The number of migrants who died at sea trying to get to Europe has more than doubled this year. The International Organization for Migration (IOM) stated this in its report on Tuesday. According to IOM statistics, at least 1,146 migrants heading to European countries died at sea between January and June this year.
In 2020, these dangerous crossings claimed the lives of 513 people over the same period. In 2019, it was the lives of 674 people. Overall, the number of migrants heading to Europe by sea has increased by 56 percent this year.
Most migrants – 741, to be precise – died trying to cross the central Mediterranean from Libya to Italy. Another 250 people did not survive while using the route between the West African countries and the Spanish Canary Islands, and 149 people died trying to cross the Western Mediterranean to reach Spain. At least six people drowned on their way to Greece. However, according to IOM, there might be more victims given that many shipwrecks go unnoticed.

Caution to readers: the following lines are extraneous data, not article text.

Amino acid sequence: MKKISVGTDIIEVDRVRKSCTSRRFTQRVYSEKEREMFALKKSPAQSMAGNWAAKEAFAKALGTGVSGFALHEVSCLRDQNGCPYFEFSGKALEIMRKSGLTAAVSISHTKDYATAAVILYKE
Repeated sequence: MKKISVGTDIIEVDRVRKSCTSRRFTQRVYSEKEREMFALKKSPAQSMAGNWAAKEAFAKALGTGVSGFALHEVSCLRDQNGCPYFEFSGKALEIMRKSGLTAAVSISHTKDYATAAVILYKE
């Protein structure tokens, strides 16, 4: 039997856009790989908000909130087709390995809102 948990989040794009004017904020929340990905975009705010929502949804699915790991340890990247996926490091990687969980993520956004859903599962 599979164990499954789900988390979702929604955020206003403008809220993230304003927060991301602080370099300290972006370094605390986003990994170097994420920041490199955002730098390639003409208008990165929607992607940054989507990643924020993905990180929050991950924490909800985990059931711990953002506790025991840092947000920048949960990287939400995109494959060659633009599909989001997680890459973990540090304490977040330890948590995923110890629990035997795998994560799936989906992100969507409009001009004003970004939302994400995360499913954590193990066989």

Although many factors have contributed to this year’s increase in deaths, such as the rising number of flimsy boats on which migrants try to cross the sea, IOM spokeswoman Safa Msehlli said the main reason was the lack of effective search and rescue operations led by European states.
The restrictions that NGOs have had to deal with have also contributed significantly.
“NGOs focusing on looking for and rescuing migrants have continued to face major obstacles. Most of their ships have been stalled in European ports due to administrative forfeitures and ongoing criminal and administrative proceedings against crew members,” IOM wrote in its report. “IOM calls on states to take immediate and proactive measures to reduce loss of life on maritime migration routes to Europe and to comply with their obligations under international law,” stated IOM Director General António Vitorino.
Title image: In this Tuesday, Jan. 14, 2020 file photo, migrants are aboard a Cyprus marine police patrol boat as they’re brought to a harbor after being rescued from their own vessel off the Mediterranean island nation’s southeastern coast of Protaras, Cyprus. Cyprus wants the European Union’s border agency Frontex to step in and prevent the flow of migrant arrivals from Turkey that authorities say have stretched the East Mediterranean island nation’s asylum system to its limits. (AP Photo/Petros Karadjias, File)